2. When in Rome, teach like a Roman.

Sometimes, a club will do anything possible to avoid canceling a class. Maybe they’ll substitute a PiYo class in for a yoga or pilates class.  However, PiYo is not like either of those formats.  If you have a class full of die-hard yoginis and you show up with PiYo, you are likely to have very disappointed students.  And if they’re vocal, you will feel awful when they rip you and your format apart.  I confess, I assumed that because I like PiYo better than plain pilates or yoga, everyone else would too.  That’s not the case.  So my choice was to insist on teaching my beloved format that people didn’t like or adjust to their tastes and teach what they enjoyed.  In order to be successful, I decided to honor the “when in Rome” principle.  When subbing, I try to make my class as similar to the regular instructor’s as I can.  In my class, I get to do what I want.

Now, before I sub, I try to find out as much as possible about the class.  What is their fitness level? Are they an easy-going group willing to try new things or do they resist change to the usual class?  What are some of the things they’re working on in class?What kind of music do they like? This is especially important in Zumba — my playlist is almost all reggaeton and hip hop and the over 50 crowd does not care for this much.

The last time I subbed at this particular club, it was… um, not a success.  As in, people yelled at me.  This morning, I stuck to doing things their way and I ended the class with smiles from everyone and several wonderful compliments.  Learn from my mistakes, grasshoppers.

xoxo,

Lizzie

{ 20 comments… read them below or add one }

wenda December 1, 2011 at 9:40 am

I agree with you completely and thanks for your useful tips. I tried my hardest to adapt but I am still trying to win them over.

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Mandy Hart February 4, 2012 at 8:30 pm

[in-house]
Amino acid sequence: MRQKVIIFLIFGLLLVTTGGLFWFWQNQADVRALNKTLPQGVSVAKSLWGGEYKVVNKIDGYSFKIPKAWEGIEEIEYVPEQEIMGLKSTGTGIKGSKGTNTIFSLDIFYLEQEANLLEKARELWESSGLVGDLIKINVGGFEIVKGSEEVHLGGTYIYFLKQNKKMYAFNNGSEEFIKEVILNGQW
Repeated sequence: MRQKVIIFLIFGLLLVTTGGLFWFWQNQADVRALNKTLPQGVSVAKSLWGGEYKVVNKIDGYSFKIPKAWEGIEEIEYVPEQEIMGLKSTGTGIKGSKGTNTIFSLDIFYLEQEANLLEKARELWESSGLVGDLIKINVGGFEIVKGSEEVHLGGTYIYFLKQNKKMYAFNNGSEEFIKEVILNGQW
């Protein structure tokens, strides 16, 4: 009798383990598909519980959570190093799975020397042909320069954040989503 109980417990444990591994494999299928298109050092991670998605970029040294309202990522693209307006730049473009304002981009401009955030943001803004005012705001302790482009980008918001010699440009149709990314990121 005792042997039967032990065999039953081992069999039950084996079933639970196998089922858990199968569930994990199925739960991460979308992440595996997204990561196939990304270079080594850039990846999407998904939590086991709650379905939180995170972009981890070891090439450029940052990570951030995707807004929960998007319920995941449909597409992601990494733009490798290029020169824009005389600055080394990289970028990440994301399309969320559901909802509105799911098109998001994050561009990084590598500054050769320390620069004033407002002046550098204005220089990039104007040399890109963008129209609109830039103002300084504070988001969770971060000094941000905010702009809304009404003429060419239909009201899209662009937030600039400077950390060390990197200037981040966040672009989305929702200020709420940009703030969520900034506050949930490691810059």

You hit this spot on. I just moved from the subbing list to having a job in less than two weeks. Our classes are really diverse. There are people between 21 and 71. There are 3-4 different cultures (and languages!) in each class. Some people like the dancier songs, and some like the more fitness songs. I can look at everyone’s face during a routine, and I know if they like it or not. If it’s a miss, I put that one away. At the end of the day, they’re the ones paying for the class or the gym membership to be there, and I’m the one getting paid. I want to make them happy, and I want them to have a good time. What I like or what I think is clever or creative doesn’t matter as much anymore.

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Jenna June 26, 2012 at 7:19 pm

Thank you so much for these handy tips!
I’m going for the instructor training in 2 weeks and have no idea how to approach job seeking after that – I’ll definitely try to get my name on the sub list =)

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APRIL July 1, 2012 at 7:49 pm

Lizzie:

Thank you for your insight. I too, will be going for the instructor training the end of the month and now have a better idea on how to job seek. I definitely planned on subbing first off. I think queing is a huge part in any group excercise. I find that if the class gets lost, they get frustrated. Would you agree?